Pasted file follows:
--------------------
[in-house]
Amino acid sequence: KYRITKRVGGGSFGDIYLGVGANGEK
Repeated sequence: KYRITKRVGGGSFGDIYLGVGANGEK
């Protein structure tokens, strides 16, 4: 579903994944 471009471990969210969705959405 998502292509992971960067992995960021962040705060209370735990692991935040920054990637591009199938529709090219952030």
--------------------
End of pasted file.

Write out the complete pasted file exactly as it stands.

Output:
[in-house]
Amino acid sequence: KYRITKRVGGGSFGDIYLGVGANGEK
Repeated sequence: KYRITKRVGGGSFGDIYLGVGANGEK
């Protein structure tokens, strides 16, 4: 579903994944 471009471990969210969705959405 998502292509992971960067992995960021962040705060209370735990692991935040920054990637591009199938529709090219952030």